For the first time, prostate-specific G protein-coupled receptors (PSGRs), also known as RA1c, were reported to be expressed in the brain of rat [13] and mouse [14] and the heart of rat and mouse [15]. It was not expected to be expressed in human tissues other than prostate.


After it was demonstrated that RA1c homologs—Olr59 in rat [13] and Olfr78 in mouse [14]—were expressed in areas of the brain and olfactory epithelium, much effort has been made to confirm the expression of ORs in the brain. MOL2.3, called Olfr78, was reported to be expressed in the ganglia of the autonomic nervous system [16]. Some mouse ORs—M71 (olfr151), C6 (Olfr49), and OR3—are detected in the cerebral cortex and might play a role in developmental processes, such as axon guidance and target recognition during the postnatal period [17]. OR expression (OR1E1, OR2J3, OR2L13, OR11H1, and OR52L1) in the frontal cortex is downregulated in Parkinson disease (PD) patients [18].
The expression of a mouse OR, Olfr110, was detected in the cerebral cortex of wild-type mice for 1 postnatal year, and its mRNA levels did not vary during that period [19]. It was observed that 8 ORs and 6 taste receptors (TASRs) are constitutively expressed in the frontal cortex, entorhinal cortex, and cerebellum in human control brains. These data imply that variable dysregulation of certain ORs and TASRs is common in several neurodegenerative diseases, including Alzheimer disease, Progressive Supranuclear Palsy, and Creutzfeldt–Jakob disease. The same research group also reported a decrease in olfactory and TASR expression in the dorsolateral prefrontal cortex in chronic schizophrenia [20]. There was a report that ORs are expressed in mouse mesencephalic dopaminergic (mDA) neurons. After screening ligands on Olfr287, carvone enantiomers were identified as agonists of Olfr287 and able to increase intracellular Ca2+ in solitary mDA neurons. The ORs were found to be expressed in human Substantia Nigra and downregulated in PD postmortem brains [21].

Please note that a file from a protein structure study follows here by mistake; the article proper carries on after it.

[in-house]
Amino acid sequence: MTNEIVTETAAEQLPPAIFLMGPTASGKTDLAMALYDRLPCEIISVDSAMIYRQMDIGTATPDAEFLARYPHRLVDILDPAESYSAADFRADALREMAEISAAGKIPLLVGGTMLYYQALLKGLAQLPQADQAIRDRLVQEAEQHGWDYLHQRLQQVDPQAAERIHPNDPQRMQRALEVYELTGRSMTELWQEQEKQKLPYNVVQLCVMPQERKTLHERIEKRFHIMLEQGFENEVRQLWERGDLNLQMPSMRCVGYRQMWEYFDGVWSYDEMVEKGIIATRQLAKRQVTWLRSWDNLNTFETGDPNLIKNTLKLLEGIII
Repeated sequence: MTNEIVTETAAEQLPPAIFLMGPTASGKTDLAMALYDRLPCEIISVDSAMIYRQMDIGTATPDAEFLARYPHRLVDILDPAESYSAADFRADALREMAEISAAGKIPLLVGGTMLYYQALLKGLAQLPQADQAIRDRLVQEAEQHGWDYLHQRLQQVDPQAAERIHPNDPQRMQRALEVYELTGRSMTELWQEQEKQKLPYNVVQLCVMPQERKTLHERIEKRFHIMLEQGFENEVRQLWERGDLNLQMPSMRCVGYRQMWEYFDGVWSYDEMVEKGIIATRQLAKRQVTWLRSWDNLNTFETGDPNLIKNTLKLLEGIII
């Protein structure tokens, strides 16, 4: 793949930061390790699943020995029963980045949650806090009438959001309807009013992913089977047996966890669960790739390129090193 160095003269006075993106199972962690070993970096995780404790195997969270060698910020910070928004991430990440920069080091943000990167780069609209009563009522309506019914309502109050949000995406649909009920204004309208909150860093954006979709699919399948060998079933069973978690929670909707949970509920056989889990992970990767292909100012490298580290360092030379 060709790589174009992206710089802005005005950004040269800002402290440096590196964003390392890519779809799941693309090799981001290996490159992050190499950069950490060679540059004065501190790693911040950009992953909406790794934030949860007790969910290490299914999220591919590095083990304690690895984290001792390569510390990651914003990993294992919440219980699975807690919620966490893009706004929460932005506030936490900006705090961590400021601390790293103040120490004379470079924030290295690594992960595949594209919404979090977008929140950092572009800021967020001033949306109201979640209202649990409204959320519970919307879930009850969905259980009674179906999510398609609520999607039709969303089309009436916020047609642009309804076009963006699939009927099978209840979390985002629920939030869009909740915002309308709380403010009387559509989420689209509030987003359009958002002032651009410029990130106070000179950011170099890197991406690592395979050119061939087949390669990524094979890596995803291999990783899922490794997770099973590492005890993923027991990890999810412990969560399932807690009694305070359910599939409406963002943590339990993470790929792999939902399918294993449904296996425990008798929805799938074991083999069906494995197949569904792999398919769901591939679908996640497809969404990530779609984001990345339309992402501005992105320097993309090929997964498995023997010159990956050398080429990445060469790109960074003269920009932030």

Gong et al. [22] found that some ORs are differentially expressed in the sciatic nerve and dorsal root ganglia after sciatic nerve injury in rats. The expression and expression profile of several ORs in the sciatic nerve were verified, and they also observed that the expression of some ORs in primary cultures of Schwann cells was upregulated under H2O2 stimulation [22]. Recently, there has been a report that Olfr544 is expressed in mouse brain and heart, as well as nose, adipose tissue, and spleen [23].

Heart-related system

In 1995, Drutel et al. [9] reported the expression of OL1 (Olr1654) in the developing rat heart and suggested its involvement in cardiac morphogenesis, where the OR was hardly detectable at the adult stages. As mentioned above, murine PSGRs (Olfr78 and Olr59) are expressed in the hearts of mouse [16] and rat [15], in addition to prostate. In 2007, Zhang et al. [24] reported that ORs (including OR10G4) are expressed in human heart and various organs using reverse transcription–polymerase chain reaction (RTPCR) and microarray.